India Declares War On Unsafe Selfies

Nov 14, 2017

How far would you go to snap the perfect selfie?

For some people, the answer is clearly: too far.

Take India, for example.

St. Louis aldermen are weighing whether to put new limits on the way the St. Louis Metropolitan Police Department interacts with protesters.

The Public Safety committee on Tuesday heard two hours of testimony in support of the bill sponsored by Alderwoman Megan Green, D-15th Ward. It’s modeled on an ordinance in place in Washington, D.C.

Flamenco Is Alive After Paco De Lucía

Nov 14, 2017

The guitarist Paco de Lucía died more than three years ago, leaving behind an immense impact on flamenco music. He expanded what once was a very strict, traditional form by adding jazz and world music influences, and by collaborating with musicians outside of the genre.

Members of his last touring band, led by guitarist-producer Javier Limón, are currently on the road as the Flamenco Legends, revisiting the late guitarist's music while paying tribute to his legacy.

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Kelly, give me a five-letter word to describe swapping out Scrabble tiles you don't like.

KELLY MCEVERS, HOST:

C-H-E-A-T.

HU: Oh, what?

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Updated 5:56 p.m. ET

Senate Republicans now plan to try to repeal the Affordable Care Act's individual mandate as part of a tax overhaul bill.

Several Senate Republicans said Tuesday that including the repeal in tax legislation, currently making its way through a key Senate committee, would allow them to further reduce tax rates for individuals without adding more to the deficit.

The Food and Drug Administration has approved its first digital drug: a pill embedded with a sensor that transmits whether someone has taken it.

Although the approval is a big step for digital medicine, there are concerns about privacy, convenience and cost.

He has won the Scrabble national championship in the United Kingdom. Self-described as "the world's only scrabble consultant," he has penned or co-written a number of books on the game, including several authoritative reference works. And despite decades of high-level play, he showed few signs of slowing — maintaining a No.

A study published Tuesday in the journal Clinical Psychological Science finds that increased time spent with popular electronic devices — whether a computer, cell phone or tablet — might have contributed to an uptick in symptoms of depression and suicidal thoughts over the last several years among teens, especially among girls.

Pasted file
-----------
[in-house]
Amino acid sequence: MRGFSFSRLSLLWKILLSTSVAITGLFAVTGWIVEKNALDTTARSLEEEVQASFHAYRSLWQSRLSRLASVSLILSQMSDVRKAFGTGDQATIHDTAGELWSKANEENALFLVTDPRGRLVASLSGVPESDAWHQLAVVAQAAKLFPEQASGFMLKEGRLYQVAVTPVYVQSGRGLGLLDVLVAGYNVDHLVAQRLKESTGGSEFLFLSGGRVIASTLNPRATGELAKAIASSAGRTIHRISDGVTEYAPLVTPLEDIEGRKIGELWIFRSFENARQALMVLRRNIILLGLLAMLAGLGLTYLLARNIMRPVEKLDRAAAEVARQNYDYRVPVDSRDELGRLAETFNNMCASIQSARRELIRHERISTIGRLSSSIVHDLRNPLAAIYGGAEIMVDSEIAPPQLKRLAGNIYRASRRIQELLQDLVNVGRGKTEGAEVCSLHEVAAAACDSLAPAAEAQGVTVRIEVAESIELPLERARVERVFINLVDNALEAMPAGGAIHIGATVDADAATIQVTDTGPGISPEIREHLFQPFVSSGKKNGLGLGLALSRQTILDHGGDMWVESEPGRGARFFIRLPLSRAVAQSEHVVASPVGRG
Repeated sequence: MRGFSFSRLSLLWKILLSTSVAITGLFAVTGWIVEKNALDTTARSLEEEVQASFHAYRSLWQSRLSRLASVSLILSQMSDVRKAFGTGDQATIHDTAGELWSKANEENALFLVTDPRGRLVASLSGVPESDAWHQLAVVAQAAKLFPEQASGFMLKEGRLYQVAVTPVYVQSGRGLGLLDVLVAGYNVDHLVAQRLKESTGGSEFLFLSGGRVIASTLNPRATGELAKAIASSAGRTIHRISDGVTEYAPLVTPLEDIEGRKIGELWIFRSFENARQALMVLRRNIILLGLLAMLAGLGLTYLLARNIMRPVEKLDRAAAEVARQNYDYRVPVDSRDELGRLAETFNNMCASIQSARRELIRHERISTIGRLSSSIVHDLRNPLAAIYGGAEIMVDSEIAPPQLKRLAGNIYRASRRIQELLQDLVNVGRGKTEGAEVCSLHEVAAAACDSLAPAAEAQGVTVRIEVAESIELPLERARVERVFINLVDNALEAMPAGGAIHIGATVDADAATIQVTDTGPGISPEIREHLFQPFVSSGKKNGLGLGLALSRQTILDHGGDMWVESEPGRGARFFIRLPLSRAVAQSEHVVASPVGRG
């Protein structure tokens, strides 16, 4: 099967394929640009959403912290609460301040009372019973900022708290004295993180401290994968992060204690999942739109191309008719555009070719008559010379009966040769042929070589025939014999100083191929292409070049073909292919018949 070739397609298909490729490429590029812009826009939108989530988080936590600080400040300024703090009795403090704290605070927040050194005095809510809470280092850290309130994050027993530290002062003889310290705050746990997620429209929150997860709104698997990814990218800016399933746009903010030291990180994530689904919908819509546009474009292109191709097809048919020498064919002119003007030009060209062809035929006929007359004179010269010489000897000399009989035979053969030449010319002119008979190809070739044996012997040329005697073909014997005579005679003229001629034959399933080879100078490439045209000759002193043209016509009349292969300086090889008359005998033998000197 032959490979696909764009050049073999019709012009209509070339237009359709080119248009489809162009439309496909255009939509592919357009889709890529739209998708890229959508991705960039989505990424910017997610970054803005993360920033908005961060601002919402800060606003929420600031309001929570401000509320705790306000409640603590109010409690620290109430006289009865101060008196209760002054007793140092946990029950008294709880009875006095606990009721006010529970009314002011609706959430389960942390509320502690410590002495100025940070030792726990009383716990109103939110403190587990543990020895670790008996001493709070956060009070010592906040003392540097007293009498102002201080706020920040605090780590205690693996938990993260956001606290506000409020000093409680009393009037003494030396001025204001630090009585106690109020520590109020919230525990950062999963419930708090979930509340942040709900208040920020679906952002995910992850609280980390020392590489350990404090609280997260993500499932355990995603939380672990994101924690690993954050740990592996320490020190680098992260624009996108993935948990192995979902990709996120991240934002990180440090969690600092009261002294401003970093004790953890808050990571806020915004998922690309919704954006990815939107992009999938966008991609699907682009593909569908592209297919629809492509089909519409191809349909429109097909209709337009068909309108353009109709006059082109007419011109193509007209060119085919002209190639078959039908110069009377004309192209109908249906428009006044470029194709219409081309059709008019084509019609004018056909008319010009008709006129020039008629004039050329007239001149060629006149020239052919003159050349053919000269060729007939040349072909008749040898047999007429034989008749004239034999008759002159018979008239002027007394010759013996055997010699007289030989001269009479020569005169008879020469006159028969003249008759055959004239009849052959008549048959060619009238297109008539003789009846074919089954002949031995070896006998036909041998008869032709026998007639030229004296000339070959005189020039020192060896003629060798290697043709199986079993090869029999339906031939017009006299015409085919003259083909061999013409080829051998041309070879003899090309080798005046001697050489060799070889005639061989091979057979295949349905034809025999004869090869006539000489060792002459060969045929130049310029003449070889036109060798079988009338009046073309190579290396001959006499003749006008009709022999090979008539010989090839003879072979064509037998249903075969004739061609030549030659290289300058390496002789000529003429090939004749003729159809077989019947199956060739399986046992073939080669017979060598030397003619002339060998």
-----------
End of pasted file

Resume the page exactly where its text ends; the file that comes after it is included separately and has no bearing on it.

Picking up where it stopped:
St. Louis County Executive Steve Stenger is pledging that “county government will not increase taxes or cut services,’’ and accuses St. Louis County Council Chairman Sam Page of inaccurately asserting otherwise.

At issue is Stenger’s proposed budget for the fiscal year that begins Jan. 1. Although it is a proposed balanced budget for 2018, Page is pointing to projections in the budget document that indicate the 2019 budget might face a deficit of $18 million.

Helen Nez had 10 children. Now she only has three.

Seven of her children died of a disorder called Navajo neuropathy, which is linked to uranium contamination.

"Many people died and some have liver disease, kidney disease and some suffer from cancer as a result," Nez said through a translator.

In his debut novel “The Hidden Light of Northern Fires,” Daren Wang tells the story of Mary, who uses her New York farm as an Underground Railroad stop for escaped slaves during the Civil War. It’s a risky venture because her town has seceded from the Union.

Over the weekend, Keurig tweeted it was pulling ads from Sean Hannity’s show after he made controversial comments about Roy Moore, the Republican U.S. Senate candidate in Alabama accused of sexual misconduct with teenage girls when he was in his 30s.

Keurig’s announcement led to the call for a boycott from conservatives, and the smashing of Keurig coffee machines. Keurig was one of a number of companies that pulled advertising from “Hannity.”